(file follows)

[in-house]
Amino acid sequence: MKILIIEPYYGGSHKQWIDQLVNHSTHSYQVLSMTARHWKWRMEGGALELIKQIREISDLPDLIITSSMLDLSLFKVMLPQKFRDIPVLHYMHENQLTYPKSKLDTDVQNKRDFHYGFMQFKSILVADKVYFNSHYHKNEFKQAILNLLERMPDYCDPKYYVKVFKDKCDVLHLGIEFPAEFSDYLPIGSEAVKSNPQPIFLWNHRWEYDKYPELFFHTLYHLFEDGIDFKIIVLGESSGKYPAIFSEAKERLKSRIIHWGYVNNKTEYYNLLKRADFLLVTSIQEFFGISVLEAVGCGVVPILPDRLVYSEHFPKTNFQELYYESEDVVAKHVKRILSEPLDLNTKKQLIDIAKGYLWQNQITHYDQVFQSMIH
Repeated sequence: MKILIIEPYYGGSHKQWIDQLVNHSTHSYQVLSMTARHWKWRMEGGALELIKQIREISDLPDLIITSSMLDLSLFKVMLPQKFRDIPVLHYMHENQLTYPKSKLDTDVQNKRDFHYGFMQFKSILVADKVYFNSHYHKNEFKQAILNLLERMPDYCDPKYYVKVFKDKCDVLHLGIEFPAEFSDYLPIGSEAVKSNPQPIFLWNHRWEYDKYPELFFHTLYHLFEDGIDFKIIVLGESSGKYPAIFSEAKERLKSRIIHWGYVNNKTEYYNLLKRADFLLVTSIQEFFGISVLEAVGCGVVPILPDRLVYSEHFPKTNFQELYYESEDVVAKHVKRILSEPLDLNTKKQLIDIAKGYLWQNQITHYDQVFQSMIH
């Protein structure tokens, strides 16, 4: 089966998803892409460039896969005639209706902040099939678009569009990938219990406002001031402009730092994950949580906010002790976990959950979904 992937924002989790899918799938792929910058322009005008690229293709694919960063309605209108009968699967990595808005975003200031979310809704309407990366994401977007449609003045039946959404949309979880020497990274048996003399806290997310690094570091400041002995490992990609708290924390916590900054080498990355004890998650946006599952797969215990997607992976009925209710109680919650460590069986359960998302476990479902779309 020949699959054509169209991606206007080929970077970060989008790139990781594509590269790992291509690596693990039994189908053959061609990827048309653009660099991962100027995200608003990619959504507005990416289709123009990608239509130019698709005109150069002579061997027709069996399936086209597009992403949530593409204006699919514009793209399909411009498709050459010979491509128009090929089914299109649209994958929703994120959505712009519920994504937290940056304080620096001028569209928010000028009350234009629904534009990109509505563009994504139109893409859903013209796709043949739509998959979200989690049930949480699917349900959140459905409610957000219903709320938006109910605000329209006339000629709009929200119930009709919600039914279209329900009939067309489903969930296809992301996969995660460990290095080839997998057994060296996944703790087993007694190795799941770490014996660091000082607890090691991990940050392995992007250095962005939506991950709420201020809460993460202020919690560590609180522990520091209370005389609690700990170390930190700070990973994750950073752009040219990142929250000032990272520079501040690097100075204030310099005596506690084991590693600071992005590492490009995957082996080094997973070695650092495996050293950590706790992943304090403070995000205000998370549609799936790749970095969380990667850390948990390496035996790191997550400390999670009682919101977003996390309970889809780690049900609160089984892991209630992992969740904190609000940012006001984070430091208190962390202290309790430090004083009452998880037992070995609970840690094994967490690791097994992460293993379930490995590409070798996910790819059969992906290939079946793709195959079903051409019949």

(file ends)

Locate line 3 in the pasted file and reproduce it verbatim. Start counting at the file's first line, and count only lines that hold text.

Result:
Repeated sequence: MKILIIEPYYGGSHKQWIDQLVNHSTHSYQVLSMTARHWKWRMEGGALELIKQIREISDLPDLIITSSMLDLSLFKVMLPQKFRDIPVLHYMHENQLTYPKSKLDTDVQNKRDFHYGFMQFKSILVADKVYFNSHYHKNEFKQAILNLLERMPDYCDPKYYVKVFKDKCDVLHLGIEFPAEFSDYLPIGSEAVKSNPQPIFLWNHRWEYDKYPELFFHTLYHLFEDGIDFKIIVLGESSGKYPAIFSEAKERLKSRIIHWGYVNNKTEYYNLLKRADFLLVTSIQEFFGISVLEAVGCGVVPILPDRLVYSEHFPKTNFQELYYESEDVVAKHVKRILSEPLDLNTKKQLIDIAKGYLWQNQITHYDQVFQSMIH